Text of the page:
Influence of poor effort on neuropsychological test performance in U.S. military personnel following mild traumatic brain injury

Research Type: 
DVBIC Publications

The purpose of this study was to examine the influence of poor effort on neuropsychological test performance in military personnel following mild traumatic brain injury (MTBI). Participants were 143 U.S. service members who sustained a TBI, divided into three groups based on injury severity and performance on the Word Memory Test and four embedded markers of poor effort: MTBI-pass (n = 87), MTBI-fail (n = 21), and STBI-pass (n = 35; where STBI denotes severe TBI). Patients were evaluated at the Walter Reed Army Medical Center on average 3.9 months (SD = 3.4) post injury. The majority of the sample was Caucasian (84.6%), was male (93.0%), and had 12+ years of education (96.5%). Measures included the Personality Assessment Inventory (PAI) and 13 common neurocognitive measures. Patients in the MTBI-fail group performed worse on the majority of neurocognitive measures, followed by the Severe TBI-Pass group and the MTBI-pass group. Using a criterion of three or more low scores <10th percentile, the MTBI-fail group had the greatest rate of impairment (76.2%), followed by the Severe TBI-Pass group (34.3%) and MTBI-pass group (16.1%). On the PAI, the MTBI-fail group had higher scores on the majority of clinical scales (p < .05). There were a greater number of elevated scales (e.g., 5 or more elevated mild or higher) in the MTBI-fail group (71.4%) than in the MTBI-pass group (32.2%) and Severe TBI-Pass group (17.1%). Effort testing is an important component of postacute neuropsychological evaluations following combat-related MTBI. Those who fail effort testing are likely to be misdiagnosed as having severe cognitive impairment, and their symptom reporting is likely to be inaccurate.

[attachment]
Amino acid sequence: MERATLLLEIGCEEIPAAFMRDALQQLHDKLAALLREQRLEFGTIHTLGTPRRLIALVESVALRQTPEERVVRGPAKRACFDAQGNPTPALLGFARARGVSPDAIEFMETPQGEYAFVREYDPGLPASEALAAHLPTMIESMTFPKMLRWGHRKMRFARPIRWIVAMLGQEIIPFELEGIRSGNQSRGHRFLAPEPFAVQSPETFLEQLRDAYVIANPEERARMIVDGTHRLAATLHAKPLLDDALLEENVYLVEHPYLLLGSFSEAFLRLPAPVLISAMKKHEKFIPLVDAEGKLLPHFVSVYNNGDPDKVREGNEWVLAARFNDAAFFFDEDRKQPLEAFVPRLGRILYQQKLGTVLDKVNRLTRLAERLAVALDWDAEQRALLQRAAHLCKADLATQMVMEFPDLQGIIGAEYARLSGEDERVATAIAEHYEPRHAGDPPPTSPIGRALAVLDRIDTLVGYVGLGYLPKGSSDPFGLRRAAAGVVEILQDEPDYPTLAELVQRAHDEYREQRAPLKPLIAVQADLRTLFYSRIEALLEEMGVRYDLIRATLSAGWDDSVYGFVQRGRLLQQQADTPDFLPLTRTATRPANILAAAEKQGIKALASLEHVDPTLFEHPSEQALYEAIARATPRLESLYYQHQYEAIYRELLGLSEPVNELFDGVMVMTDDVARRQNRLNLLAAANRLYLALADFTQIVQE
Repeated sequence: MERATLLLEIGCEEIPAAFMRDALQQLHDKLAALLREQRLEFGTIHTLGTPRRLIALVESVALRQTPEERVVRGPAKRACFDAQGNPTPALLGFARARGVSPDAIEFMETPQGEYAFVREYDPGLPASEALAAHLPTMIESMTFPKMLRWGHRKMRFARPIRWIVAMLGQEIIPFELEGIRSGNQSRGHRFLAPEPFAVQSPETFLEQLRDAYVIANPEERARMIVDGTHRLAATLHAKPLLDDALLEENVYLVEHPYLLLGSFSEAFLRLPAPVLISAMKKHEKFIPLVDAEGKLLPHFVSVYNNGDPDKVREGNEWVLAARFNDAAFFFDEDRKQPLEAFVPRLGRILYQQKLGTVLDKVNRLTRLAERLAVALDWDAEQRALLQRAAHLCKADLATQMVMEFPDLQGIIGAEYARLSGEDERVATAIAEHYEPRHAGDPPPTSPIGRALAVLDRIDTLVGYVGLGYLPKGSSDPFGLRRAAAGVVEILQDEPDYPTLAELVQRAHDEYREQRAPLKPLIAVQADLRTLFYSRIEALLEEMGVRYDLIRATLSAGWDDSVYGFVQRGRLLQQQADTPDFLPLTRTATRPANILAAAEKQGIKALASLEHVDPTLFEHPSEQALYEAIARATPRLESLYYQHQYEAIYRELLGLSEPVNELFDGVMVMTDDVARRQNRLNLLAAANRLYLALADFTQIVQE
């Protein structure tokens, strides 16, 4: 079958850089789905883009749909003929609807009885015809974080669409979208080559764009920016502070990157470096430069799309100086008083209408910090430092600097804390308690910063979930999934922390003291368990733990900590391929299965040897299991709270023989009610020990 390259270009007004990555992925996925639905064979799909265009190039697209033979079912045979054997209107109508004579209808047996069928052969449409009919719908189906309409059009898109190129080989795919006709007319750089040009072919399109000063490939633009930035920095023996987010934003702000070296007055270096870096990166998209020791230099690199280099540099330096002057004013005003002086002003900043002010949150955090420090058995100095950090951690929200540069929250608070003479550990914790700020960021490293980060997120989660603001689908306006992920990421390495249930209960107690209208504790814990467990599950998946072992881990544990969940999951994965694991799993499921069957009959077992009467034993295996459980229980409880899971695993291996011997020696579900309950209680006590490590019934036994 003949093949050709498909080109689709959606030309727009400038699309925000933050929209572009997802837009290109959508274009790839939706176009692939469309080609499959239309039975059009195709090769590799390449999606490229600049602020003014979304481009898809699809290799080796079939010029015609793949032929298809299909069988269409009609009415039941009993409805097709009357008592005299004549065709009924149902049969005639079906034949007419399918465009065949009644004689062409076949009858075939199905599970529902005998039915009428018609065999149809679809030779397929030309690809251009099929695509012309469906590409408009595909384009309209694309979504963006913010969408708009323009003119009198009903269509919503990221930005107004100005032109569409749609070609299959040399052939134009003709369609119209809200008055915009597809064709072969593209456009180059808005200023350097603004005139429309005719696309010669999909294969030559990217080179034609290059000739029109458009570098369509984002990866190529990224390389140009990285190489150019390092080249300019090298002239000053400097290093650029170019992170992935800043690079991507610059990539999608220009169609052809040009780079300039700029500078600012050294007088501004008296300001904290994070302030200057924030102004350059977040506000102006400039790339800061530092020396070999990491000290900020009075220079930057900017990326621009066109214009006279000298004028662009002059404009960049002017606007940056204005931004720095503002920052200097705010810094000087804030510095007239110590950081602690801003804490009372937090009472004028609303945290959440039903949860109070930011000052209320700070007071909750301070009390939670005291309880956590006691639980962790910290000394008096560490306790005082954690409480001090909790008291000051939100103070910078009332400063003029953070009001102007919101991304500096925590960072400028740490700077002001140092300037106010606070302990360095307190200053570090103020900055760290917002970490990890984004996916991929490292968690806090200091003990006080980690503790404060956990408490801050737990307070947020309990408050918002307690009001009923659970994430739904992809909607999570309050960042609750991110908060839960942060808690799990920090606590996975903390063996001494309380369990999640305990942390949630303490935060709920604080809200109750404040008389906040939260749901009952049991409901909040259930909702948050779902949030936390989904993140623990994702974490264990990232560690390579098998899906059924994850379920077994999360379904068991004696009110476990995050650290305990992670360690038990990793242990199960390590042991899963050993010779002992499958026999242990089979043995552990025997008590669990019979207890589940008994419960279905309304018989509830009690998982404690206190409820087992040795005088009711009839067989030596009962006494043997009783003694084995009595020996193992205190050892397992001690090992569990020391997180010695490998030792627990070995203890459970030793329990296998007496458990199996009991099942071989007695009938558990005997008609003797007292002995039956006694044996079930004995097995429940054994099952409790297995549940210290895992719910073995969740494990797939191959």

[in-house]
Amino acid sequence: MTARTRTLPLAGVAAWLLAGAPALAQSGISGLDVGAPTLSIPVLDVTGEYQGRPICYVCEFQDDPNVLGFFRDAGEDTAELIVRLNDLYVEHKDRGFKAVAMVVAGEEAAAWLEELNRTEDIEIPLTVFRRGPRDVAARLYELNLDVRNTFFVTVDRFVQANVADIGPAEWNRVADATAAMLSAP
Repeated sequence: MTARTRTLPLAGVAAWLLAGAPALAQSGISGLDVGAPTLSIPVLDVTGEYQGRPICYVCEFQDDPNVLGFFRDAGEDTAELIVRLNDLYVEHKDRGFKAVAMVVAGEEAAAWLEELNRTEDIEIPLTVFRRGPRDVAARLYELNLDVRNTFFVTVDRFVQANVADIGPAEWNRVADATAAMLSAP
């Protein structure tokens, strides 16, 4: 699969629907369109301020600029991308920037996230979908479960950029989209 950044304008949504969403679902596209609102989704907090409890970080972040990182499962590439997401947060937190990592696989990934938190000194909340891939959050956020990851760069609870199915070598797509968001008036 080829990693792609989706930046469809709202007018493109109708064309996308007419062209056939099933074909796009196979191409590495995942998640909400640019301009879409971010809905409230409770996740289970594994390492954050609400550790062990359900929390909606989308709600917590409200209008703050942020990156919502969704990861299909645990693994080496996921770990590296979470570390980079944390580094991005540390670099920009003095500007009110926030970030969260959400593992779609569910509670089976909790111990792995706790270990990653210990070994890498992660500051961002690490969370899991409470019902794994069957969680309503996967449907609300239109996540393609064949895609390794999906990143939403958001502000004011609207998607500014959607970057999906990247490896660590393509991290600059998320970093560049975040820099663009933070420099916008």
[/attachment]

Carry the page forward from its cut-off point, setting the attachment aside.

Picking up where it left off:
Citation:  Lange RT, Pancholi S, Bhagwat A, Anderson-Barnes V and French LM. 2012. Influence of poor effort on neuropsychological test performance in U.S. military personnel following mild traumatic brain injury. J Clin Exp Neuropsychol 34(5):453-66.
Journal: 
Journal of Clinical and Experimental Neuropsychology
Publication Date: 
2012
URL: 
http://www.ncbi.nlm.nih.gov/pubmed/22273465